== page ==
"It's become clear that the use of prescription, opioid-containing medicines to treat cough and cold in children comes with serious risks that don't justify their use in this vulnerable population", FDA commissioner Scott Gottlieb said in a statement.
Gottlieb also cited the ongoing epidemic of opioid addiction, and stressed the importance of reducing exposure to addictive drugs at a young age.
The safety labeling changes will require that the medicines have labels that no longer indicate that such drugs are appropriate for anyone under the age of 18.More news: Taking Tally Of The Mosaic Company (MOS), Immune Design Corp. (IMDZ)
The FDA also said it is requiring manufacturers to add new safety warnings for adult use - including an expanded boxed warning, the most prominent kind - spelling out the risks of using medications with codeine and hydrocodone.
The most commonly experienced side effects by patients using either of these drugs are sleepiness, nausea, vomiting, labored breathing, and others. FDA is also requiring the addition of safety information about the risks of misuse, abuse, addiction, overdose, death, and slowed or hard breathing to the Boxed Warning, the most prominent warning, of the drug labels for prescription cough and cold medicines containing codeine or hydrocodone. After a 2013 warning by the FDA not to give children codeine after tonsillectomy or adenoidectomy procedures, an American Academy of Pediatrics report in November 2017 found that about 5 percent of children were still being prescribed the drug. That labeling restricted use to children aged 12 and over "due to a specific risk of ultra-rapid metabolism in certain patients", the FDA explained. And while they say some kids' cough require treatment, symptoms usually subside on their own. They must now indicate that the products no longer can be used to treat children because the risks outweigh the potential benefits.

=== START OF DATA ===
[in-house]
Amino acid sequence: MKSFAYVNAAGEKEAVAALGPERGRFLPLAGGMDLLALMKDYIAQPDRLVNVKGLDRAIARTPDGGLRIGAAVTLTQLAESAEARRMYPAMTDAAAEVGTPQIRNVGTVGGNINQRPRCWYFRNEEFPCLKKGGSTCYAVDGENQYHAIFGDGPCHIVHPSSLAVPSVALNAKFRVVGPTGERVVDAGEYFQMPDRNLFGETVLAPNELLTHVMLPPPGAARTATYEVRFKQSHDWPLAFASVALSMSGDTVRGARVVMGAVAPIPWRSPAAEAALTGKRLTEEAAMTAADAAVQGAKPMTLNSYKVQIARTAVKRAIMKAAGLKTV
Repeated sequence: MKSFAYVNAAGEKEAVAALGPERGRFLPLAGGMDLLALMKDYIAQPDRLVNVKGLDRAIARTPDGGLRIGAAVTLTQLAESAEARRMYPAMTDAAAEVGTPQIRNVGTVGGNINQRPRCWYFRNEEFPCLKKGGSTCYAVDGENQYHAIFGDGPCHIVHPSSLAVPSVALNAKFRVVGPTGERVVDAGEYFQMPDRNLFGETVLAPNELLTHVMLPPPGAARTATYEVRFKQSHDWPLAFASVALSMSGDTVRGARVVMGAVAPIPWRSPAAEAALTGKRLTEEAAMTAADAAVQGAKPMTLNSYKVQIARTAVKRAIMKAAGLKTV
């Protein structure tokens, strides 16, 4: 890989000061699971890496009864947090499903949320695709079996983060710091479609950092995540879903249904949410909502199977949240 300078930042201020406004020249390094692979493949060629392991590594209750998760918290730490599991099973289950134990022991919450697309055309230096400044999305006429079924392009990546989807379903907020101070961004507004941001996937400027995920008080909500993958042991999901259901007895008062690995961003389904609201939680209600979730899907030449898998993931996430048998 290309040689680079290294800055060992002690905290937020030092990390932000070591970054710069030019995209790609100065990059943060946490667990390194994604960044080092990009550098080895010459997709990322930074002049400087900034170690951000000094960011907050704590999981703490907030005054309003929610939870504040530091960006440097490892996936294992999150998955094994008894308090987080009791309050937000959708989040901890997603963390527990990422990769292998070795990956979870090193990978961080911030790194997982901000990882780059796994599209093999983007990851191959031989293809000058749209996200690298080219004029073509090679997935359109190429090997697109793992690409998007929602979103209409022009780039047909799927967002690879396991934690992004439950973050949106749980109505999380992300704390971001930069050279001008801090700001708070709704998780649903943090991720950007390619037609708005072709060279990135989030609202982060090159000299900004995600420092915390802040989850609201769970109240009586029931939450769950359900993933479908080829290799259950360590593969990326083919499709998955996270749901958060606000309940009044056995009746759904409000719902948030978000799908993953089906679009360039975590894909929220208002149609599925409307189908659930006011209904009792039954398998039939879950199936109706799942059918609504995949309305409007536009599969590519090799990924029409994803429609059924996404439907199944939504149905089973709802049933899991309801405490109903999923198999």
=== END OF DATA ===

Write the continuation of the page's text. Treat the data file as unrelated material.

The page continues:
One physician who's dealt with the aftermath of opioid overuse applauded the move.More news: Donald Trump's enmity for Haiti
So what's the advice for parents who may be using these medicines for their child already? Parents of children now prescribed a cough and cold medicine containing codeine or hydrocodone are encouraged to talk to their child's health care professional about other treatment options. According to the FDA, they should talk to their child's doctor about alternative therapies.
The FDA also held an expert roundtable and convened a meeting of its Pediatric Advisory Committee to look at all the risks associated with the use of codeine- or a hydrocodone-containing cough and cold products in children and adolescents younger than 18-years-old. Always read the labels on prescription bottles.More news: MSNBC's Chris Matthews Joked About Drugging Hillary Clinton